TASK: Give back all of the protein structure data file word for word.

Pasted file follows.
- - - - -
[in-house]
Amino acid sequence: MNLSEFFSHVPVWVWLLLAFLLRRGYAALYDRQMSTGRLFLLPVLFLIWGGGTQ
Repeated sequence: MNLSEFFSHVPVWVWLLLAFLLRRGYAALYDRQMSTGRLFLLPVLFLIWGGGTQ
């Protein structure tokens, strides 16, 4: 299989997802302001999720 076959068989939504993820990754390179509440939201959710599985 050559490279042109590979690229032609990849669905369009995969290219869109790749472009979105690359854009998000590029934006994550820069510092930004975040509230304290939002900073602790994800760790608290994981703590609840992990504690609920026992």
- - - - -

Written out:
[in-house]
Amino acid sequence: MNLSEFFSHVPVWVWLLLAFLLRRGYAALYDRQMSTGRLFLLPVLFLIWGGGTQ
Repeated sequence: MNLSEFFSHVPVWVWLLLAFLLRRGYAALYDRQMSTGRLFLLPVLFLIWGGGTQ
């Protein structure tokens, strides 16, 4: 299989997802302001999720 076959068989939504993820990754390179509440939201959710599985 050559490279042109590979690229032609990849669905369009995969290219869109790749472009979105690359854009998000590029934006994550820069510092930004975040509230304290939002900073602790994800760790608290994981703590609840992990504690609920026992």